Speed and efficiency in plastic injection molding equate to cost savings. So, it is no surprise that robots play a significant role in improving the manufacturing process. From simple sprue pickers to complex automated End-of-Arm Tooling (EOAT), the industry is taking advantage of this automation trend.
The design and development of EOAT at The Rodon Group begins with our engineering department. They work with the manufacturing team to develop CAD drawings of the parts needed to build the EOAT. Once complete, the design is sent to the tool room where dedicated toolmakers create the parts. The EOAT is assembled along with the electronics, pneumatics, and sensors needed to meet the specific processing requirements of the job. It’s a very collaborative process.
At The Rodon Group, the majority of the 117 injection molding machines are equipped with robotic EOATs. The basic operations of the robotic arms are controlled by an NC (numerical control) box that receives instructions from a controller that is programmed by a Rodon employee. The NC code tells the robot how to perform the required tasks, such as complicated packing. Our custom engineered solutions speed production, improve quality and meet some of the most demanding technical requirements.
Injection molding is a perfect process for parts with complex geometries, resin requirements, and surface finishes. However, many projects present unique manufacturing challenges.
At Rodon, we specialize in high-volume molding and often use a hot-runner system in our machines. This hot-runner approach not only improves cycle times but also improves overall quality.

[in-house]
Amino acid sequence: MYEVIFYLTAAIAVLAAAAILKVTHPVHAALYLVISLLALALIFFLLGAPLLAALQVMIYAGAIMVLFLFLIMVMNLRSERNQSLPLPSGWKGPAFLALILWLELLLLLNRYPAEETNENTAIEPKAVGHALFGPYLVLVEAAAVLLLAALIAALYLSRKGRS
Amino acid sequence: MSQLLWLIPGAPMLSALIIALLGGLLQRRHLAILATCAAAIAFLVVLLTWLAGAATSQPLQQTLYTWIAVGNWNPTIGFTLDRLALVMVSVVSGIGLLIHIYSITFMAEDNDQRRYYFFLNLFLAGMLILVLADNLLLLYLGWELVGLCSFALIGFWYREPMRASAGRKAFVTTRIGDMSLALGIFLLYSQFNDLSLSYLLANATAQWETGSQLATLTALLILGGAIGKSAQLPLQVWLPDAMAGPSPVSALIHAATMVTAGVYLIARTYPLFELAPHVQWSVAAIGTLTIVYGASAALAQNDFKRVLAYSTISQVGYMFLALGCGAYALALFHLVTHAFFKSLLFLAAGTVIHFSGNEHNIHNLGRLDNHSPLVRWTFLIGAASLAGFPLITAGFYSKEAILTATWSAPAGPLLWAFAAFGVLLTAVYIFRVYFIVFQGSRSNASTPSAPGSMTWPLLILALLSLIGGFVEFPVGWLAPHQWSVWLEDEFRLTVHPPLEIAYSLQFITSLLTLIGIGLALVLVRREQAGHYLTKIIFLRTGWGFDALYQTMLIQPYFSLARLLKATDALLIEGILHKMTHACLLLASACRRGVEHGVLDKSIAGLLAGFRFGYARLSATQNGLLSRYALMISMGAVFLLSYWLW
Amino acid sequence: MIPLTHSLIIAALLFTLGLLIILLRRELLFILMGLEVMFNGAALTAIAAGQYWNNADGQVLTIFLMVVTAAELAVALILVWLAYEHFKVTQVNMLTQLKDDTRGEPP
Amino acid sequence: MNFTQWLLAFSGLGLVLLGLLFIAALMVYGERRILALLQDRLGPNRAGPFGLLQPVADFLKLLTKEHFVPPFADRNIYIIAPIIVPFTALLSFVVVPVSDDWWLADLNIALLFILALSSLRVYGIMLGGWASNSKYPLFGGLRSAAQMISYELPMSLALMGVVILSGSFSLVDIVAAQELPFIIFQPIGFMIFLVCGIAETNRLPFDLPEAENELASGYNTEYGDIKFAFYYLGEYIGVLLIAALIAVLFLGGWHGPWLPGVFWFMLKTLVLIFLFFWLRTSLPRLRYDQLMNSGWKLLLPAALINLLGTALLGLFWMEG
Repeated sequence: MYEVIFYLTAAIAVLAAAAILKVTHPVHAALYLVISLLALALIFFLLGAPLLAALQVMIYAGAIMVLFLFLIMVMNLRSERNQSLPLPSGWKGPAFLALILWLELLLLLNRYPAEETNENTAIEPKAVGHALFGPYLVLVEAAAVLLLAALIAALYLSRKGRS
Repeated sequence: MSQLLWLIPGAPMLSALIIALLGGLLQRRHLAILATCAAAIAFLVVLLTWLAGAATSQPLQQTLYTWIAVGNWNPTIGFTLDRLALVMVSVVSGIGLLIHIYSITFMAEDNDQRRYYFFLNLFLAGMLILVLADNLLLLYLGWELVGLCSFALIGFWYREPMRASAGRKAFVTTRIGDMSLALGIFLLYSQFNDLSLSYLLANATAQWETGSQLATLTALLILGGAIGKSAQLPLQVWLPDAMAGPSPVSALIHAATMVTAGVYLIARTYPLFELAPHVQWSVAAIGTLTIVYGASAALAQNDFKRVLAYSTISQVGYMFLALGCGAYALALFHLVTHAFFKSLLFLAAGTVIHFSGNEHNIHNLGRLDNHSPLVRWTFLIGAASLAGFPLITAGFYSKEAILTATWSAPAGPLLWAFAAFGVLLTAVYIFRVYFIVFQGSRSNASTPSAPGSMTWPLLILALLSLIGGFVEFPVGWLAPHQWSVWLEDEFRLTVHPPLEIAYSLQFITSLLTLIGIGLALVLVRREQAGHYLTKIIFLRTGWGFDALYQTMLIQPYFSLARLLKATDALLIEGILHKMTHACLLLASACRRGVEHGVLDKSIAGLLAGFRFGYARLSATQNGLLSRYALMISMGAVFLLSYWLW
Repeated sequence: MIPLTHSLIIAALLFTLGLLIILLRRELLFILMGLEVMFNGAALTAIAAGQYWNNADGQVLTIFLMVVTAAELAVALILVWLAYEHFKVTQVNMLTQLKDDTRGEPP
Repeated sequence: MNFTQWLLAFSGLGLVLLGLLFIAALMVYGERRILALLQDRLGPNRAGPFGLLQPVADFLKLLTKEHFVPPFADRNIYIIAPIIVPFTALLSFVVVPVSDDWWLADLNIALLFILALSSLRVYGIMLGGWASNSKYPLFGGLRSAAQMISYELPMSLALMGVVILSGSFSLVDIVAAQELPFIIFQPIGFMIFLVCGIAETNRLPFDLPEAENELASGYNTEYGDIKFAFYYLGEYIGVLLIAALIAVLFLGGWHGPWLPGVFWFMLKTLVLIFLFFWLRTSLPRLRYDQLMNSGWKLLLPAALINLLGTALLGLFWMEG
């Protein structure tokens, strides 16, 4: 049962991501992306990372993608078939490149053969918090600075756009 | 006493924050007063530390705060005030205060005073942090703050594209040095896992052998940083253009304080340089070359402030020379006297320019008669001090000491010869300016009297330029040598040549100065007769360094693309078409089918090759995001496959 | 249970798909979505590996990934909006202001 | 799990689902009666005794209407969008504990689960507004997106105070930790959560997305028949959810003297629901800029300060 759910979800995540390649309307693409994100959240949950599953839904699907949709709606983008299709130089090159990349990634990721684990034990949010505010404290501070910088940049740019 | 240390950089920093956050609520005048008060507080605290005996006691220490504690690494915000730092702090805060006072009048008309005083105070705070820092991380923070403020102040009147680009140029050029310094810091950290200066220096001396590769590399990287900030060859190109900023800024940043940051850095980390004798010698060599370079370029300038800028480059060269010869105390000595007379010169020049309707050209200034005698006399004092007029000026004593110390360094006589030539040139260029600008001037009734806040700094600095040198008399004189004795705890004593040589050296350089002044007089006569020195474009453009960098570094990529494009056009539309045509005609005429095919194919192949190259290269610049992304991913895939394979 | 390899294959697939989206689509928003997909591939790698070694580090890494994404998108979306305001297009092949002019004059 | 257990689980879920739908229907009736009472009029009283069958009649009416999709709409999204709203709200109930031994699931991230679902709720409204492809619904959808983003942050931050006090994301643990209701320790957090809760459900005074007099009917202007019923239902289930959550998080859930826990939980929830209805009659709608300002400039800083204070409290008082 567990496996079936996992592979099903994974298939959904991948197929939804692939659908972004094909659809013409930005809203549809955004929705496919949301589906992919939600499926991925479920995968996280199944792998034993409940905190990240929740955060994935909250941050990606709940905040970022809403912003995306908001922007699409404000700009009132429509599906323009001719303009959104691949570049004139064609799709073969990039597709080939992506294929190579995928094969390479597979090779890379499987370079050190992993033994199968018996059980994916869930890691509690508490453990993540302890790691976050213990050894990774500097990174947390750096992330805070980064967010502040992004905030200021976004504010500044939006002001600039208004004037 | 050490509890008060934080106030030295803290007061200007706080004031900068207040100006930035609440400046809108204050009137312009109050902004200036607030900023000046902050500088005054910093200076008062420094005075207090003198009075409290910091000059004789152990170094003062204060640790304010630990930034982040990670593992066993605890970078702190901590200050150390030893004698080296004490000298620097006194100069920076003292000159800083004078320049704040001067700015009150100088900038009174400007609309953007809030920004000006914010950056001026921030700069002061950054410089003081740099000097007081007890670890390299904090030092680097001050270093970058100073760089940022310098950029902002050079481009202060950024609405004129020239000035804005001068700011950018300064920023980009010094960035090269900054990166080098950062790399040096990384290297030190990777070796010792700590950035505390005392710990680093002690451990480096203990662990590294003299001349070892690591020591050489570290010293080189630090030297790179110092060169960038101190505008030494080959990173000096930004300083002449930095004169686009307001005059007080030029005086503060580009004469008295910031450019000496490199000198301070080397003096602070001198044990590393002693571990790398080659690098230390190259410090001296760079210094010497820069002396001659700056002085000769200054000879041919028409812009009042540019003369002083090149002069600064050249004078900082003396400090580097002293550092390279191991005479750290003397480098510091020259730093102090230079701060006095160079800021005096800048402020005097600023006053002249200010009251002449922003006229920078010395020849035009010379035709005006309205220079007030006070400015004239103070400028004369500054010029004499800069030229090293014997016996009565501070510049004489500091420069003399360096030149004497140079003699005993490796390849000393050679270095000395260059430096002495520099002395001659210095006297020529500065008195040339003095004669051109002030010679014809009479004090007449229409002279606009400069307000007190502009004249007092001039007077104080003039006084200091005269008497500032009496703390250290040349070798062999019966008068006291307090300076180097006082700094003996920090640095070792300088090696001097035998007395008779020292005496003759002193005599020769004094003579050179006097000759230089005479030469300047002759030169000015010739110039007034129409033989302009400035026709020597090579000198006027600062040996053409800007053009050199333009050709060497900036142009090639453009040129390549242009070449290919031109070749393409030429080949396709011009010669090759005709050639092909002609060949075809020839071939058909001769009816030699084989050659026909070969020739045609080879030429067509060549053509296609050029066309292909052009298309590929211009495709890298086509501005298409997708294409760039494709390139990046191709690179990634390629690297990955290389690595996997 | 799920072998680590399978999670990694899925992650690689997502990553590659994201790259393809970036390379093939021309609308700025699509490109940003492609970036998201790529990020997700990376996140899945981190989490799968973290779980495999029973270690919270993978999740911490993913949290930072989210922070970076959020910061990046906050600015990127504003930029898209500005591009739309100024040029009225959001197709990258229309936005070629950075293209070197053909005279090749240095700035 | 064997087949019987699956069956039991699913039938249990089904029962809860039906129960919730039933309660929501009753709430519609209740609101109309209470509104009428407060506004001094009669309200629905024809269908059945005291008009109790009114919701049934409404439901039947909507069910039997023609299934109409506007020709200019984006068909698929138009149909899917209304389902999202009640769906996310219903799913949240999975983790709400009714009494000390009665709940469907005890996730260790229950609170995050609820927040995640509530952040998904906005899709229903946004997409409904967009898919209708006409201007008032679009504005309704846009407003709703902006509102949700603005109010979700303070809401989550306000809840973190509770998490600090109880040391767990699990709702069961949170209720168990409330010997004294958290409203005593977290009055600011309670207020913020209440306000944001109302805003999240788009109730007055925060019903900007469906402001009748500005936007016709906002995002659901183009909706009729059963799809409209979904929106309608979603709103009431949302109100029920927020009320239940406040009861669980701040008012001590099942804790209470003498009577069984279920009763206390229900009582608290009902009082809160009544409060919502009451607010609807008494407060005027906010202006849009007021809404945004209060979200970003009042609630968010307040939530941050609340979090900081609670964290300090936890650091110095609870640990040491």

Sometimes, in cold-runner applications, softer resin materials can present a regrind challenge. In most operations, the runner is added to the regrind as the parts are being packed by the main arm. With softer materials, the runners need additional time to cure. Rodon developed an innovative “clothes line” approach where several runners can be cured on a sub-arm while the parts continue to be manufactured.
Rodon has also improved efficiency through the innovative use of sub-arm robots. “We use two-armed robots a bit differently than the rest of the industry,” says Facilities Manager, Tony Hofmann. “Working with STAR Automation, a major manufacturer of servo robots, we developed a way to utilize a sub-arm to handle the runner and pack product. This method frees up an operator and creates better value for the customer.”
There are a variety of part handling configurations used throughout the industry including grippers and suction cups. At Rodon, silicon suction cups are the preferred choice. “We produce a lot of parts for the food industry, so our EOAT must be food compliant. Also, grippers can leave small marks. We always think about the downstream impacts of our processing. Our QC team is a lot happier when they don’t have to worry about unwanted part blemishes.”, says Hofmann.
Another important consideration in the design and build of an EOAT are the sensors. Rodon uses sensors to detect parts, check for any short shots and pack boxes. When a sensor finds a problem, it alerts the operator. In the case of an overcap, the sensors are programmed to grab the array of parts, compact the array on the end-of-arm tool and pack them without touching the sides of the box. “For some of our K’NEX parts, we came up with a creative way to encapsulate the toy components without grippers by using a specially made EOAT that receives the parts and then closes a door to “capture” the part for packing.
Customers may not be aware of the extra effort required to build these EOATs in-house, but the benefits are numerous. Well-designed robotics can help speed processing and packing times. And, they improve overall part quality and reduce costs. If you would like more information on how The Rodon Group can provide an innovative solution to your next high-volume, injection molding project, contact us at info.rodongroup.com/contact-us.